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Cashing in on Gangnam Style’s YouTube fame
Question of the Day
The song sells for $1.29 on Apple’s iTunes Store, the market leader in song downloads. Apple generally keeps about 30 percent of all sales, so the PSY camp could be due more than $2.6 million.
How much PSY keeps and how much goes to his managers, staff and record label is unclear. South Korean industry insiders said PSY likely gets 70 percent and YG Entertainment 30 percent for U.S. downloads.
But earnings from downloads in PSY’s homeland are far from an embarrassment of riches.
South Koreans pay less than $10 a month for a subscription to a music service that allows them to download hundreds of songs or have unlimited access to a music streaming service. That makes the cost of a downloaded song about 10 cents on average. The average price for streaming a song is 0.2 cent.
PSY’s cut for downloads is 14 percent. That falls to 7.5 percent for streamed songs. Yes, 7.5 percent of 0.2 cent. And that’s before PSY’s “Gangnam Style” co-composer take his share. The biggest cut goes to his agent and online retailers.
According to South Korea’s national Gaon Chart, “Gangnam Style” was downloaded more than 3.6 million times and streamed around 40 million times as of November. That adds up to a little more than $61,000.
It’s likely the fast fading music CD industry generated even smaller revenue. PSY’s 9 percent cut from sales of 102,000 CDs in South Korea would earn him $50,000 or more, according to an estimate by Kim Dong-hyun, a senior manager at Korea Music Copyright Association.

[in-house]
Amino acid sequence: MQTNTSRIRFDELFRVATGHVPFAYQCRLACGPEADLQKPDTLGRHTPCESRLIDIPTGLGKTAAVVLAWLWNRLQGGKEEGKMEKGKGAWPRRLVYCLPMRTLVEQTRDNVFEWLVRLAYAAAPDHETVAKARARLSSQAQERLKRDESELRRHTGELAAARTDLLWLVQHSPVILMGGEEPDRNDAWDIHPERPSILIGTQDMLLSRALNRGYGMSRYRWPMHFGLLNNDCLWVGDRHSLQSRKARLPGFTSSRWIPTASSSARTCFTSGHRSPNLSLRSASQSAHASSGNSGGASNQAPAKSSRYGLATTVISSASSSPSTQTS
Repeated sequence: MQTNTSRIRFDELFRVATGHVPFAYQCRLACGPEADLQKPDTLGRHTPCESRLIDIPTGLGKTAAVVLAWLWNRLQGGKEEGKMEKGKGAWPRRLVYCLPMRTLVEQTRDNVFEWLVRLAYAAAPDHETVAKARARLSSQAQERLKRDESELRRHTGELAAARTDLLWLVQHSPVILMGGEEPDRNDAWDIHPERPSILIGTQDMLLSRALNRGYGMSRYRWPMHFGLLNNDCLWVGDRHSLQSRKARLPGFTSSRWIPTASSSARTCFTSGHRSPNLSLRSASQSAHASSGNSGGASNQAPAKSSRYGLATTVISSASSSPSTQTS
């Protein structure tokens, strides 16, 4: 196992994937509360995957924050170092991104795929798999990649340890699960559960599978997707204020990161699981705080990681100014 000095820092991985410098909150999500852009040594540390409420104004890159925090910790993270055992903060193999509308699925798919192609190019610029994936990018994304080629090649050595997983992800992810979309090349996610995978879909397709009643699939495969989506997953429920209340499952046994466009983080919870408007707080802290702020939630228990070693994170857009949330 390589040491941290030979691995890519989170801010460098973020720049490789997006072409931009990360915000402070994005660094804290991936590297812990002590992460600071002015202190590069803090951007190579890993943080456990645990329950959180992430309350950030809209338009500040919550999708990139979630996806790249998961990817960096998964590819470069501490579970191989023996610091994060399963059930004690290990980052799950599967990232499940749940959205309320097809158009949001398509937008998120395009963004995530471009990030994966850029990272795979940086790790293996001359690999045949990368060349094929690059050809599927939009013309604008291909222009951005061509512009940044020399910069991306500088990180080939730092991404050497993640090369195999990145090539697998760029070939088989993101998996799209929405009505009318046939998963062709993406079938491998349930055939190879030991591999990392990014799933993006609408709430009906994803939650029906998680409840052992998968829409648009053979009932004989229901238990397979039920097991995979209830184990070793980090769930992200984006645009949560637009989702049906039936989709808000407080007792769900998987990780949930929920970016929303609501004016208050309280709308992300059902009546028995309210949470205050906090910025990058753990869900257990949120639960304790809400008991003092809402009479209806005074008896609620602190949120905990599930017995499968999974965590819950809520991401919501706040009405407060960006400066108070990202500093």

As for many other parts of Asia, illegal downloads and pirated CDS are so pervasive that only a small minority are willing to pay up for the legal versions.
PSY has been jetting around the world, performing on shows such as “The X-Factor Australia” and NBC’s “Today Show,” but such programs usually cover travel costs and not much else, said Gary Bongiovanni, editor-in-chief of concert trade magazine Pollstar.
It is television commercials that are the big money spinner for the most successful of South Korea’s K-pop stars. PSY has been popping up in TV commercials in South Korea for top brands such as Samsung Electronics and mobile carrier LG Uplus.
Chung Yu-seok, an analyst at Kyobo Securities, estimates PSY’s commercial deals would amount to 5 billion won ($4.6 million) this year.
The money is cool. The products not so much. PSY is now the face of a new Samsung refrigerator and a major noodle company.
A fact little known outside South Korea is that PSY’s father, uncle and grandmother own a combined 30 percent of DI Corp., a company which makes equipment that semiconductor companies use to make computer chips.
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